The Production.WorkOrder_NoIndex table does not have any index. That table is also known as a heap table in SQL Server.
Check Index On WorkOrder NoIndex
In the query's actual execution plan, you can see that the SQL Server engine performs a ‘Table Scan’ operation to retrieve the record with WorkOrderID of 56789. It means it scans all rows in the table to get that specific record.
WorkOrder NoIndex Table Scan Query
Looking deeply into the operation detail, it shows that the actual result set contains only one row, but for the query execution, the engine must read all 72,591 records of that table.
- Number of Rows Read - 72,591
- Actual Number of Rows for All Executions - 1
NoIndex Executed Plan
In case your tables are huge with millions of rows, it is not an effective way to traverse all rows of tables just to filter a few rows. In scale production, when your system may run hundreds of queries at a time, the resources (CPU, I/O, memory) will be exhausted. That finally leads to the performance issue.
So let’s try to run the query above on the Production.WorkOrder table with the Clustered Index on the ID column.
Check Index On WorkOrder
Instead of scanning the whole table, the engine uses a clustered index Seek operation. It “seeks” the index nodes to get the required data quickly. You can see the dramatic decrement of “Number of Rows Read” - only 1 row.
WorkOrder Index Seek Query
Also, the Estimated Operation Cost changes from 0.486836 in the first case to 0.0032831 with this execution. The query optimizer depends on this factor to choose the execution plan for queries in SQL Server.
Index Executed Plan
That is how Index improves query performance and resource utilization.
How to apply index in SQL query properly?
We already see the benefit of creating Indexes for tables in databases. But that is just one of the dozens of things we have to do to apply the index properly and get its advantage.
In some cases, SQL Server ignores using the Index seek on the desired column when executing a query. Let’s take a look at the following example.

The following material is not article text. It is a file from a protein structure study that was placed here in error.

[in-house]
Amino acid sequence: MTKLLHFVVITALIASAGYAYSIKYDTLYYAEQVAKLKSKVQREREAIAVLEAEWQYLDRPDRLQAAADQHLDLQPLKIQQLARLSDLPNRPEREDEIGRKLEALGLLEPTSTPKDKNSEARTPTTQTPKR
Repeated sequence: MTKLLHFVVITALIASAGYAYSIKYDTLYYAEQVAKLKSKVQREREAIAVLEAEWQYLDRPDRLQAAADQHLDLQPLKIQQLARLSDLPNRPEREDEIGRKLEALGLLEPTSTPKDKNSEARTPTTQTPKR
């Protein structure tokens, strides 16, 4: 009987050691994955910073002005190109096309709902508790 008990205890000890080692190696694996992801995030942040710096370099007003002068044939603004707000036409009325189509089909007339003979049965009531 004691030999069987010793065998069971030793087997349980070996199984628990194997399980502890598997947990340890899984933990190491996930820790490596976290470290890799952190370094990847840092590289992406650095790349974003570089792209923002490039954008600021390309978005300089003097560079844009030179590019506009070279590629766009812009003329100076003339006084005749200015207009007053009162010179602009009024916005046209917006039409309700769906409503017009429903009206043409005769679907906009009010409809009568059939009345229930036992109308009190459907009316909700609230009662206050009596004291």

We execute the same query in table Production.WorkOrder with a bit of modification in the Where condition
SELECT * FROM [Production].[WorkOrder]
WHERE WorkOrderID + 2 = 56789
As you can see below, SQL Server performs a Clustered Index Scan for the query, although that table already has an Index created on the ID column.
Non-Sargable Execution Plan
Because the Clustered Index stores the table’s actual data pages, Clustered Index Scan means the table scan.
Another example is the ISNULL function used on the ScrapReasonID column with a non-clustered Index of IX_WorkOrder_ScapReasonID.
SELECT * FROM [Production].[WorkOrder]
WHERE ISNULL(ScrapReasonID, 1) = 16
Create SQL Server Indexes
If we use a function/operation on the column included in the WHERE clause, the query becomes non-SARGable. It prevents the query optimizer from using a helpful index to speed up the query. The reason is, to apply the function/operation on a column, SQL Server has to traverse and execute the calculation for all nodes of the column index to calculate new values.
It is a wrong operation. It even costs more than the whole table scanning in a few cases so the query optimizer will use Table Scan.
So you have to understand the concept of the SARGable query. A query is SARGable, a term concatenated from Search, Argument, and Able if the engine can take advantage of the index to accelerate that query’s execution.
SQL Server Index best practices
Database index design and maintenance are some of the most important and complex tasks to developers. It includes many areas such as query optimization, index tuning, and system resource tuning, all of which need to be performed correctly to operate the scalability and high availability system.
There are no predefined principles. But there are several factors that developers should understand and consider when applying the database index.
Understanding how database design impacts index